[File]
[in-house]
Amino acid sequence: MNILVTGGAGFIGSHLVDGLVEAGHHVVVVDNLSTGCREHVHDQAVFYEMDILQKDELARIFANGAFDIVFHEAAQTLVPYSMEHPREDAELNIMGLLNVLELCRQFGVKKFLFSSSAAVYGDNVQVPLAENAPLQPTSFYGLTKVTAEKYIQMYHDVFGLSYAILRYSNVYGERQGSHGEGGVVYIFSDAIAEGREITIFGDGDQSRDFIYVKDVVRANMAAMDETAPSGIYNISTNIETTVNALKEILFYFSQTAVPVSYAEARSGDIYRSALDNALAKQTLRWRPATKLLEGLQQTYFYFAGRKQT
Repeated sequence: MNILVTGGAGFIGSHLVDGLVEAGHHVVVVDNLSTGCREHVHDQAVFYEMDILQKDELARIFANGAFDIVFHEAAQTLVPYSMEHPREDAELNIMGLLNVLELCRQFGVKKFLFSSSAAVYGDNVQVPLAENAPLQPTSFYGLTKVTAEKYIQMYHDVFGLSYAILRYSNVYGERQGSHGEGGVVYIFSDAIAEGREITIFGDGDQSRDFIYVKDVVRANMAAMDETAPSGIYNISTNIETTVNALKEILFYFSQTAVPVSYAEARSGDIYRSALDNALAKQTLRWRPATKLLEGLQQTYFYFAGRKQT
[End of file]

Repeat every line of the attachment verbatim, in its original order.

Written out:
[in-house]
Amino acid sequence: MNILVTGGAGFIGSHLVDGLVEAGHHVVVVDNLSTGCREHVHDQAVFYEMDILQKDELARIFANGAFDIVFHEAAQTLVPYSMEHPREDAELNIMGLLNVLELCRQFGVKKFLFSSSAAVYGDNVQVPLAENAPLQPTSFYGLTKVTAEKYIQMYHDVFGLSYAILRYSNVYGERQGSHGEGGVVYIFSDAIAEGREITIFGDGDQSRDFIYVKDVVRANMAAMDETAPSGIYNISTNIETTVNALKEILFYFSQTAVPVSYAEARSGDIYRSALDNALAKQTLRWRPATKLLEGLQQTYFYFAGRKQT
Repeated sequence: MNILVTGGAGFIGSHLVDGLVEAGHHVVVVDNLSTGCREHVHDQAVFYEMDILQKDELARIFANGAFDIVFHEAAQTLVPYSMEHPREDAELNIMGLLNVLELCRQFGVKKFLFSSSAAVYGDNVQVPLAENAPLQPTSFYGLTKVTAEKYIQMYHDVFGLSYAILRYSNVYGERQGSHGEGGVVYIFSDAIAEGREITIFGDGDQSRDFIYVKDVVRANMAAMDETAPSGIYNISTNIETTVNALKEILFYFSQTAVPVSYAEARSGDIYRSALDNALAKQTLRWRPATKLLEGLQQTYFYFAGRKQT